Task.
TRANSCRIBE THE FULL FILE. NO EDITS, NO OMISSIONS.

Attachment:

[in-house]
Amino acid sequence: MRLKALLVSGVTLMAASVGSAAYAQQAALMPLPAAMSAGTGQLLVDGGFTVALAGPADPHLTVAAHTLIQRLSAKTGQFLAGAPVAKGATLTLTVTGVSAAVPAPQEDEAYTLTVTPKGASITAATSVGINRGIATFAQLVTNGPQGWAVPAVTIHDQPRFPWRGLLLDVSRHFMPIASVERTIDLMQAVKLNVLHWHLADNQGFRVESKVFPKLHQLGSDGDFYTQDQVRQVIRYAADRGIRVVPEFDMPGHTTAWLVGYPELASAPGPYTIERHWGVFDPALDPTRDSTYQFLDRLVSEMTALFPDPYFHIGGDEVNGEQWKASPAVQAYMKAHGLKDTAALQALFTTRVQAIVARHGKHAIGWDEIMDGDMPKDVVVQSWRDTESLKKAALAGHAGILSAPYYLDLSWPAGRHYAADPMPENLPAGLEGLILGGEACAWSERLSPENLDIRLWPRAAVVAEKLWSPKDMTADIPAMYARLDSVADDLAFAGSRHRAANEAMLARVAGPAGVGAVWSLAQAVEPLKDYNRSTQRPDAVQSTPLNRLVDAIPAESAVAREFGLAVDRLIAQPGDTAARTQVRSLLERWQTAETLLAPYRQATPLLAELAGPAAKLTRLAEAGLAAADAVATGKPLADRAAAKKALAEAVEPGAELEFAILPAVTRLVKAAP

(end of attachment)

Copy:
[in-house]
Amino acid sequence: MRLKALLVSGVTLMAASVGSAAYAQQAALMPLPAAMSAGTGQLLVDGGFTVALAGPADPHLTVAAHTLIQRLSAKTGQFLAGAPVAKGATLTLTVTGVSAAVPAPQEDEAYTLTVTPKGASITAATSVGINRGIATFAQLVTNGPQGWAVPAVTIHDQPRFPWRGLLLDVSRHFMPIASVERTIDLMQAVKLNVLHWHLADNQGFRVESKVFPKLHQLGSDGDFYTQDQVRQVIRYAADRGIRVVPEFDMPGHTTAWLVGYPELASAPGPYTIERHWGVFDPALDPTRDSTYQFLDRLVSEMTALFPDPYFHIGGDEVNGEQWKASPAVQAYMKAHGLKDTAALQALFTTRVQAIVARHGKHAIGWDEIMDGDMPKDVVVQSWRDTESLKKAALAGHAGILSAPYYLDLSWPAGRHYAADPMPENLPAGLEGLILGGEACAWSERLSPENLDIRLWPRAAVVAEKLWSPKDMTADIPAMYARLDSVADDLAFAGSRHRAANEAMLARVAGPAGVGAVWSLAQAVEPLKDYNRSTQRPDAVQSTPLNRLVDAIPAESAVAREFGLAVDRLIAQPGDTAARTQVRSLLERWQTAETLLAPYRQATPLLAELAGPAAKLTRLAEAGLAAADAVATGKPLADRAAAKKALAEAVEPGAELEFAILPAVTRLVKAAP